msommo Guest


    Gen & AZBuck,

    Thanks to you both for your quick replies. Sounds like you are both very familiar with this route.

    AZBuck (or anyone else),
    Let me see if I understand this correctly. Take route 1 (route 113) south to Dover and then pick up route 13 to the Chesapeake Bay Bridge. Also, just to confirm, if I continue south on 113 through Dover, will that road eventually lead to the CBB?

    Backing up a bit, looking on a map, it looks like I 95 and route 1 are fairly close around Wilmington. Is this the area where I would pick up route 1?

    Are there a lot of stoplights on these roads? I will have another car following me the enire trip and would hate to lose them at lights constantly.
    I assume the speed limit to be 55. How are the police on these roads? Will they bother you if you do 65-70?

    Thanks for all your help in getting us to our vacation spot!

  5. #5
    Join Date
    Mar 2005
    Tucson, AZ

    Default Details

    I assume you'll be coming down the NJ Turnpike and crossing the Delaware Memorial Bridge. If so, the exit for DE-1 south will be just after I-95 joins you. Do NOT take the US-13 south exit just a few miles after you cross the bridge. You then stay on DE-1 wherever you can until Dover, although you will occasionally be put on US-13 where the toll road has not been completed yet. In these areas, US-13 is a 4 lane divided, but not controlled access, highway.

    One word of warning. Be careful not to follow signs for the Chesapeake Bay Bridge, which will take you across the middle of the Bay to Annapolis and on to Washington, DC. What you want is the Chesapeake Bay Bridge Tunnel, a subtle difference in name, but a huge difference in destination.

    So far, then, you stay on DE-1 (first choice) or US-13 to Dover. DE-1 becomes a bypass around Dover. At the south end of Dover, you will have to choose between US-13 and US-113. They are both 4 lane divided highways for the most part and they both end up in the same place. If you're not looking to stop anywhere along the way and just want the fastest route, take US-13 (and the bypass around Salisbury, MD). If you're looking for a slightly more relaxed route and a quaint town, take US-113 and stop in Georgetown, DE. Once the two highways rejoin in Pocomoke City, MD, just continue on US-13 to the Bay Bridge Tunnel, join I-64 south (I think that technically you want to go 'east') to VA-168 (toll in portions) and US-158 to the Outer Banks.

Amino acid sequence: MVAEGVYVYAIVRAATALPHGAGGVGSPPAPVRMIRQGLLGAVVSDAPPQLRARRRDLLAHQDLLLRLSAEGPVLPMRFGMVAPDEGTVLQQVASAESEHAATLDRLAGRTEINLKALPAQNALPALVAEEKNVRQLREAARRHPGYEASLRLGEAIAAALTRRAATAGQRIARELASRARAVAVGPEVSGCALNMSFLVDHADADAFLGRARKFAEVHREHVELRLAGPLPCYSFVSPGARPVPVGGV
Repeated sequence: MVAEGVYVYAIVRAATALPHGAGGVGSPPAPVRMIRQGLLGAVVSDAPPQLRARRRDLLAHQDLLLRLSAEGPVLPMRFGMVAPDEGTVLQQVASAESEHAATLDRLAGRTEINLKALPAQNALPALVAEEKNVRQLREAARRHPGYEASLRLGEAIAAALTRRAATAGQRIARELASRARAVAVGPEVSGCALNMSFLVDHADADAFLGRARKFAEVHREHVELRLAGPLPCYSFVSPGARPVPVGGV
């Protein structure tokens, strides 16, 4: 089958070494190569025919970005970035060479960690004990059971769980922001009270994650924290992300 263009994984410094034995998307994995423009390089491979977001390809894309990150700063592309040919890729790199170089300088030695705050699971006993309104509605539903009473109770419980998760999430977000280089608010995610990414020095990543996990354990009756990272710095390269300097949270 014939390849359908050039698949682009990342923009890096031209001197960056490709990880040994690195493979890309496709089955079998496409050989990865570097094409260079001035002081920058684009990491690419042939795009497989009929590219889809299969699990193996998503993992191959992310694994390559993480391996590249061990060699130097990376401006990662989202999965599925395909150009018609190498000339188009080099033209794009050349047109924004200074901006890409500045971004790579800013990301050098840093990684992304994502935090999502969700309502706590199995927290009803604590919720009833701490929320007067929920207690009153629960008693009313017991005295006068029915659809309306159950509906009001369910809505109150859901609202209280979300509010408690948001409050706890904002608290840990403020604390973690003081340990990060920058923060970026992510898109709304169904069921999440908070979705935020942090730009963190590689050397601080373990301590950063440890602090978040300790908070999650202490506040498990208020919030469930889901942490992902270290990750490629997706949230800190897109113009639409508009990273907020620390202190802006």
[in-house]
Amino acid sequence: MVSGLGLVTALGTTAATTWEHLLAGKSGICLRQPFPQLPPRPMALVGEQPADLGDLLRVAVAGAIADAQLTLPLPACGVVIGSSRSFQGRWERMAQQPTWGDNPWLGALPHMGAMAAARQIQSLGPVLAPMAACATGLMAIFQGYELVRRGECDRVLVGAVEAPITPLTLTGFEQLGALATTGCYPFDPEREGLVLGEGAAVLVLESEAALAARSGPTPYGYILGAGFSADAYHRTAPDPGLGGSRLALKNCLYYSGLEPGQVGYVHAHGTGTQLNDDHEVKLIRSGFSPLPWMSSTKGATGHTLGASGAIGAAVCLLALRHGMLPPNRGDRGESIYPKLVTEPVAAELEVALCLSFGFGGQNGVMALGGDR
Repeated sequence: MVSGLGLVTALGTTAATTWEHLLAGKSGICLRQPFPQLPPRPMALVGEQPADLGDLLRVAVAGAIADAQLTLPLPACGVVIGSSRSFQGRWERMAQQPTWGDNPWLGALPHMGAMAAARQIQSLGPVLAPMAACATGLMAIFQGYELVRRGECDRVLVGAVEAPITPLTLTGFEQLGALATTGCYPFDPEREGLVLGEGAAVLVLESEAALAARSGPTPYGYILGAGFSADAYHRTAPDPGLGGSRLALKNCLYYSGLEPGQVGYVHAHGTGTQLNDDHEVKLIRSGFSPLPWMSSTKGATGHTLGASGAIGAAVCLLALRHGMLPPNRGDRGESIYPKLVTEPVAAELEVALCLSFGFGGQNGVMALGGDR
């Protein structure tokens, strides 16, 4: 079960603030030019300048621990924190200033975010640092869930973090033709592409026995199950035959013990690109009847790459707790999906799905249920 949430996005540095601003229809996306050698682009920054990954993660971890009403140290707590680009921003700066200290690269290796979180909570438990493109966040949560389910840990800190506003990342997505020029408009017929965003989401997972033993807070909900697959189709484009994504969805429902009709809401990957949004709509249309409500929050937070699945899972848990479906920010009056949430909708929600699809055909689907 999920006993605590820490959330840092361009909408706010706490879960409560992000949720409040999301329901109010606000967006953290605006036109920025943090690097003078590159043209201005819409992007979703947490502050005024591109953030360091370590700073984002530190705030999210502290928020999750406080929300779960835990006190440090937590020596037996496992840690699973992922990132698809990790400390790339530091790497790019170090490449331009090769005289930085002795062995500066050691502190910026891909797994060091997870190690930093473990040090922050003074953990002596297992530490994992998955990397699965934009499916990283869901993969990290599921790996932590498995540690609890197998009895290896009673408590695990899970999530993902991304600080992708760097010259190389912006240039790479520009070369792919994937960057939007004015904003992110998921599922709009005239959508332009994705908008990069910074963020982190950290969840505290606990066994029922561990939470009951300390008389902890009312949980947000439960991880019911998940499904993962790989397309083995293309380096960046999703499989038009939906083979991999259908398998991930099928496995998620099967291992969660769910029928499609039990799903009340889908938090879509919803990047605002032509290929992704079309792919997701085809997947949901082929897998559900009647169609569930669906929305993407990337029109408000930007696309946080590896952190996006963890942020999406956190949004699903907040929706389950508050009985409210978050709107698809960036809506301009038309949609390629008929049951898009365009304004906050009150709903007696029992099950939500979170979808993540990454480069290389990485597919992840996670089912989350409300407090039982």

US-13 and US-113 both have wide shoulders and if the trailing car gets stopped at a light it will almost always be possible for the lead car to pull over within sight and wait for the light to change. Actually, while there are lights on these roads, there aren't all that many, especially as you get farther south. As I recall speed limits are more often 60-65 than 55, and yes, they are patrolled. You probably won't be bothered if you're a few miles over the limit, but probably will be if you're considerably over the limit and passing everybody in sight. Use the same common sense you would at home.

    Last edited by AZBuck; 08-23-2005 at 07:04 PM.

  6. #6
    msommo Guest


    Thanks AZBuck,

    Perfect explanation. Wish I had started here with you folks rather than who I dealt with at AAA.